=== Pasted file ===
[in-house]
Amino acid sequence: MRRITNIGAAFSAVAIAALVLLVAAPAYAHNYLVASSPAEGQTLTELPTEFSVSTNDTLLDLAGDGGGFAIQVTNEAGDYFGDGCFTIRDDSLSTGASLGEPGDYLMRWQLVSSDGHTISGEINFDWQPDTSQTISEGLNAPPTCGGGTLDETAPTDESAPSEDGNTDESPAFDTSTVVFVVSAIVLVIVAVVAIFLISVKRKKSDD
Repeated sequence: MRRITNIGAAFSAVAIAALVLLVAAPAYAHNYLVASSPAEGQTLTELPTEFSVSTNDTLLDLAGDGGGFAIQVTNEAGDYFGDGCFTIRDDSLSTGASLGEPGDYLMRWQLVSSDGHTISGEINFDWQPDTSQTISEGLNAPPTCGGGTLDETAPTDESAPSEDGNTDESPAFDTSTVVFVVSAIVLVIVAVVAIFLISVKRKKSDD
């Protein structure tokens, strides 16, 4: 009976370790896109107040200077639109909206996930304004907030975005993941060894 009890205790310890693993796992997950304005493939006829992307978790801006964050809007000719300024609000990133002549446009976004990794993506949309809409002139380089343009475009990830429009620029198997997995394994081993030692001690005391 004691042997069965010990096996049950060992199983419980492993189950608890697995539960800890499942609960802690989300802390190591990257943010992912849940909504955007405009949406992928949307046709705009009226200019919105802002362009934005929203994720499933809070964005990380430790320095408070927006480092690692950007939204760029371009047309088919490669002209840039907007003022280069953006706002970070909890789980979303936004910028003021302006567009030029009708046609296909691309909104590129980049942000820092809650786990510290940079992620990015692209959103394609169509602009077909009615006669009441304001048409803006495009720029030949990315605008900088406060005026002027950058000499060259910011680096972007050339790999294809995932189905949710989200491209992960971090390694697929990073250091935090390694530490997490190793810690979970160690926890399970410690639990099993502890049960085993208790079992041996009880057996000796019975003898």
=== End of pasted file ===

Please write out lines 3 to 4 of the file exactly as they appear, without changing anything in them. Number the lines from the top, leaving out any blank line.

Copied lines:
Repeated sequence: MRRITNIGAAFSAVAIAALVLLVAAPAYAHNYLVASSPAEGQTLTELPTEFSVSTNDTLLDLAGDGGGFAIQVTNEAGDYFGDGCFTIRDDSLSTGASLGEPGDYLMRWQLVSSDGHTISGEINFDWQPDTSQTISEGLNAPPTCGGGTLDETAPTDESAPSEDGNTDESPAFDTSTVVFVVSAIVLVIVAVVAIFLISVKRKKSDD
């Protein structure tokens, strides 16, 4: 009976370790896109107040200077639109909206996930304004907030975005993941060894 009890205790310890693993796992997950304005493939006829992307978790801006964050809007000719300024609000990133002549446009976004990794993506949309809409002139380089343009475009990830429009620029198997997995394994081993030692001690005391 004691042997069965010990096996049950060992199983419980492993189950608890697995539960800890499942609960802690989300802390190591990257943010992912849940909504955007405009949406992928949307046709705009009226200019919105802002362009934005929203994720499933809070964005990380430790320095408070927006480092690692950007939204760029371009047309088919490669002209840039907007003022280069953006706002970070909890789980979303936004910028003021302006567009030029009708046609296909691309909104590129980049942000820092809650786990510290940079992620990015692209959103394609169509602009077909009615006669009441304001048409803006495009720029030949990315605008900088406060005026002027950058000499060259910011680096972007050339790999294809995932189905949710989200491209992960971090390694697929990073250091935090390694530490997490190793810690979970160690926890399970410690639990099993502890049960085993208790079992041996009880057996000796019975003898």